Thursday, October 30, 2014

The Big Bad Werewolves

Even he who is pure of heart
And says his prayers by night
May become a wolf when the wolfbane blooms
And the moon is full and bright.
This poem is actually from the 1941 film "The Wolfman" invented by screenwriter Siodmak.


What the vampires were to Transylvania, the werewolves were to northern and western Europe. The werewolf legends may have sprung from myths of the Norse gods who were said to change into animal forms, such as the bear and wolf. But practically every nation has its were-creatures lore.

wax  reproduction of Henry Hull
as the wolfman

And, of course our wolfy friends have had their moments forever vilified in films, like Werewolf of London (1935), and The Wolfman (1941), and newer, modern versions, which became more graphic, such as The Howling (I-III) And my favorite so far has always been with Jack Nicholson and Michelle Pfeiffer in the 1994 film,Wolf  


I could spend the whole post talking about the films, but I won't. If you have interest in them, you can catch the links, or go find the DVD's. What really fascinates me--because my tastes go with the really bizarre--are the real-life cases, which usually turn out to be even more crazy than what they can put in a book or on film. Just like with the vampire lore, there are actual, real stories where the cases were quite strange, and may have helped feed the legends.

Take for instance the Beast of Gevaudan. From 1764 to 1767 and unknown monster terrorized shepherds and those who worked in the fields near the Auvergne Mountains in France. Known as the Beast of Gevaudan, the creature was said to have savagely attacked and killed at least 40 people--some were childre--and attacked many more. The locals claimed the creature was red, and covered with scales, and had a mouth the size of a lion's. Yeah... right. It could run at great speeds and evade any trap or hunter. I'd run like hell too! But, you know how a tall tail get even taller, once it's spread from mouth-to-mouth. Especially if there's a pint in the hand. Anyway, in 1767 a large wolf was killed and the attacks ceased. Go figure.

Another story of a man named Stubb, a brutish woodcutter who had been cornered in a forest ravine by a large hunting party with a pack of hounds. He was on all fours, they say, snapping and snarling like a beast, he had fought with inhuman strength until they overcame him.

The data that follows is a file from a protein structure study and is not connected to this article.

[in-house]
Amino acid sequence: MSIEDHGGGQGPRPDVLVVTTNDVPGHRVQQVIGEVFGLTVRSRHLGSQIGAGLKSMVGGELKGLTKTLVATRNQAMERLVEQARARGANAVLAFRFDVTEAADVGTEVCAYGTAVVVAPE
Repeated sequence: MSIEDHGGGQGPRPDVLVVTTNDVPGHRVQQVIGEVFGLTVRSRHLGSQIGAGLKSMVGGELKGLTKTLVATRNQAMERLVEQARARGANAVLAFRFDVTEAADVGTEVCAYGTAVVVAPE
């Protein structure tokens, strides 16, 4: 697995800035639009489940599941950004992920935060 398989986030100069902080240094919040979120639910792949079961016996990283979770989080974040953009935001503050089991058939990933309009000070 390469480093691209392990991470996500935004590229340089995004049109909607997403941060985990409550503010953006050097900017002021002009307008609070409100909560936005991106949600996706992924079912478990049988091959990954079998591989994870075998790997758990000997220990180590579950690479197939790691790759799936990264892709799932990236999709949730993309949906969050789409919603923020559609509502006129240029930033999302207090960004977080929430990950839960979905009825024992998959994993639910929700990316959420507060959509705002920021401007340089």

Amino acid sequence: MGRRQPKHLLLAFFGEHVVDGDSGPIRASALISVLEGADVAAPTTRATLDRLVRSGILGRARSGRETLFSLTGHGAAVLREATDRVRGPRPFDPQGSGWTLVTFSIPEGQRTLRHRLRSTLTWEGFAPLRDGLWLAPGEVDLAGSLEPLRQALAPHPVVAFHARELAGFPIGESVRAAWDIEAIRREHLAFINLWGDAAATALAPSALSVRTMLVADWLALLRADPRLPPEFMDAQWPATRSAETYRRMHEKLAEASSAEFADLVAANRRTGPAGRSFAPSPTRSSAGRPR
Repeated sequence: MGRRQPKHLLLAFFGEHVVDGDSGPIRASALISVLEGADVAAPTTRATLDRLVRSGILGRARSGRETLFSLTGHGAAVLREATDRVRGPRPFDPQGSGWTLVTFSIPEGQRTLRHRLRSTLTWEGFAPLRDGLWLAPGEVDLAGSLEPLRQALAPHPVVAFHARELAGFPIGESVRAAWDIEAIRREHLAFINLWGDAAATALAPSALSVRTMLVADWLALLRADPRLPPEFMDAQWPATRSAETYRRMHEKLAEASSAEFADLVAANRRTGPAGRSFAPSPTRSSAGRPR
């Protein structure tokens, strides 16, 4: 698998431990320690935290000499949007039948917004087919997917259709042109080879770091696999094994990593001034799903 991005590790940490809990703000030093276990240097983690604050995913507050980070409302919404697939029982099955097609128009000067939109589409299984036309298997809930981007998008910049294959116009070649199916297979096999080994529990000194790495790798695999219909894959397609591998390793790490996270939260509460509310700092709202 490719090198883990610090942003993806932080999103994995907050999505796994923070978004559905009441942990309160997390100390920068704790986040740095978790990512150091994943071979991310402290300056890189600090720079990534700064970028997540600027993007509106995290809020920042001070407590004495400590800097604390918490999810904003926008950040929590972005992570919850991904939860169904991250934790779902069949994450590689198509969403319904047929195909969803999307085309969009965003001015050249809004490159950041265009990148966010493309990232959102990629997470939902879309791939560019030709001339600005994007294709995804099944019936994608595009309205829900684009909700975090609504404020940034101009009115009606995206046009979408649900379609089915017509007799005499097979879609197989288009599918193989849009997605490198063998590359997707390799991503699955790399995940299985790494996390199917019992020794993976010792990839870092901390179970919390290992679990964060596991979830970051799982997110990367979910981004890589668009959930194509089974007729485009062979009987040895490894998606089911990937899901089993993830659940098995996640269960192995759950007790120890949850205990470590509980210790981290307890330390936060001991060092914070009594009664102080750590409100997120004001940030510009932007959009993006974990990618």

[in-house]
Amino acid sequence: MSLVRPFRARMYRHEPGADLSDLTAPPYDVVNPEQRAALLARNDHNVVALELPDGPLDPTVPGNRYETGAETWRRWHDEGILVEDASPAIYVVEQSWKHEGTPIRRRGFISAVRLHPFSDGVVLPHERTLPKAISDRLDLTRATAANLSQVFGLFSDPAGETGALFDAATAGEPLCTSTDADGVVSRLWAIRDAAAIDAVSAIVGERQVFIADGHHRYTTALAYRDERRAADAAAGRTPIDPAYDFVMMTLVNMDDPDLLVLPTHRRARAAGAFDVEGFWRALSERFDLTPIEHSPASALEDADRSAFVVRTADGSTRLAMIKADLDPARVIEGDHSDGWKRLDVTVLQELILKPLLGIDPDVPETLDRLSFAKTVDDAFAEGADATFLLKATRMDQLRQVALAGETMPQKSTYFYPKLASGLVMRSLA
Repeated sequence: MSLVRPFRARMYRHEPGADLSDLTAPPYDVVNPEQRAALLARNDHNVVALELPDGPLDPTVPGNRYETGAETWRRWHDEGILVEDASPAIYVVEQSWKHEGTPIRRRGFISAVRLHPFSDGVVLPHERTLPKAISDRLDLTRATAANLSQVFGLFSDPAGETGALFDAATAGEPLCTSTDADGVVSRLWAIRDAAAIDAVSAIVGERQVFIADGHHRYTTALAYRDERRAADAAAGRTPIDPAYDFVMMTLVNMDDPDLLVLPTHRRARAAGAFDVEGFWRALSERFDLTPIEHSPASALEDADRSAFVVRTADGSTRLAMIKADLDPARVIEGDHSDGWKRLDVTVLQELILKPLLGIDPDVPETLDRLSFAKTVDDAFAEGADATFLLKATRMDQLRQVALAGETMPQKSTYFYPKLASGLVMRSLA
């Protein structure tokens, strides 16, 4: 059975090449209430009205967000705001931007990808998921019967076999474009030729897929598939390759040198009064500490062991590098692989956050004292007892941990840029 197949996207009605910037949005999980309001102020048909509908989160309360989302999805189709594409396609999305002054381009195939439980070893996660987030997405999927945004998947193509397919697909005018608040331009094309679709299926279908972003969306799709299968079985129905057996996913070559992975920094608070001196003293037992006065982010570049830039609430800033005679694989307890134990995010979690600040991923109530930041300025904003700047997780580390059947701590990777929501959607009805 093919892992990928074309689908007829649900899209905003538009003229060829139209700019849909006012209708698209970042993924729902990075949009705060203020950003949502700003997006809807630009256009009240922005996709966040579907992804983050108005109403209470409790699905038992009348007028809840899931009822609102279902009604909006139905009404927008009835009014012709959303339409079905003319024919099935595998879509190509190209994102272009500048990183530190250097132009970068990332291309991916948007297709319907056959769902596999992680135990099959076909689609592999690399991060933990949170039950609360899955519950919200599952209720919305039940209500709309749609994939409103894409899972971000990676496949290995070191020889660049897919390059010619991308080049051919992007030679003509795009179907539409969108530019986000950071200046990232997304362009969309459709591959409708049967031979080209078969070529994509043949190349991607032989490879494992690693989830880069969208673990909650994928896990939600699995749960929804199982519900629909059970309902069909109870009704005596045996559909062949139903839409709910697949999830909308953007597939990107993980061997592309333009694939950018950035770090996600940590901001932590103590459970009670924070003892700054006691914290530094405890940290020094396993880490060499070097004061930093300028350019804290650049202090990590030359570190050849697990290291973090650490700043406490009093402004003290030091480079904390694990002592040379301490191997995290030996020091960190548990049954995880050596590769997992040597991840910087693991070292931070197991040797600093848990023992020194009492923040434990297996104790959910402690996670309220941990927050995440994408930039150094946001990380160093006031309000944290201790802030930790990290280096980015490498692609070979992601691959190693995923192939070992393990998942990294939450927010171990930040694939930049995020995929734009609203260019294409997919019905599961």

There are dozens of documented cases of lycanthrope.

Petrus Gonsalvus
Wolfman of Munich
In some cases, werewolf stories may be founded on fact. Odd cases, fortunately are rare, but there have been people who believed they were animals and have killed, eaten raw flesh or blood. This condition is known as zoanthropic paranoia. Yeah, well, it just goes to show that you just don't know your neighbor all that well...

Another odd story is the "wolfman from the Canary Islands". Meet Petrus Gonsalvus(left), aka "The Wolfman from Munich" aka "the man of the woods". He was born in 1537 in Tenerife, and his life was pretty well chronicled, as he was, well, an oddity in life.

He went to Paris to refine his rough manners. As luck would have it, he married a pretty woman, but their children inherited his hairy traits. His condition is called "Hypertrichosis", or "the werewolf syndrome". At last account, the portrait of Gonsalvus is in Castle Ambras, otherwise known as the "Frankenstein Gallery", or the "Chamber of Art and Curiosities" It's filled with a few of the more grotesquely disfigured people, like the man with disabilities, or the one who had somehow lived with a lance that pierced his other eye. Ouch!

Gregor Baci who was healed after having
a lance pierce his right eye
Well, my pretties, I hope I've brought you some amount interesting visuals, as well as stories of the macabre in my post about "werewolfery".


Tomorrow, (if I have time), I'm going to wind this series up with my post about vampires... 
Hmmm, who do we all know that has been accused in many movies, books and such as a vampire?


Vlad The Impaler "Dracula"

6 comments:

  1. There's also the slightly goofy version of werewolves in the Hugh Jackman film Van Helsing.

    We will not speak of that Dog Boy in those infernal films about sparkly vampires.

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  2. And you also left out Wendigos, although Wendi's are less like shape shifters, and more like demon possession.

    This is cool research. Werewolves are my favorite supranaturals.

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  3. Ah, yes, William. Thanks for reminding me. "Dog Boy" that's funny. I never did like Twilight.

    Dolorah, there was only so much time I could do this. Sorry to have left out a few things, but yes. Maybe I should to a little post about Wendigos. I actually started a short story about one...
    Thanks for stopping in!

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  4. Ah, yes, William. Thanks for reminding me. "Dog Boy" that's funny. I never did like Twilight.

    Dolorah, there was only so much time I could do this. Sorry to have left out a few things, but yes. Maybe I should to a little post about Wendigos. I actually started a short story about one...
    Thanks for stopping in!

    ReplyDelete
  5. I liked Wolf, too. It's my favorite werewolf movie.

    ReplyDelete

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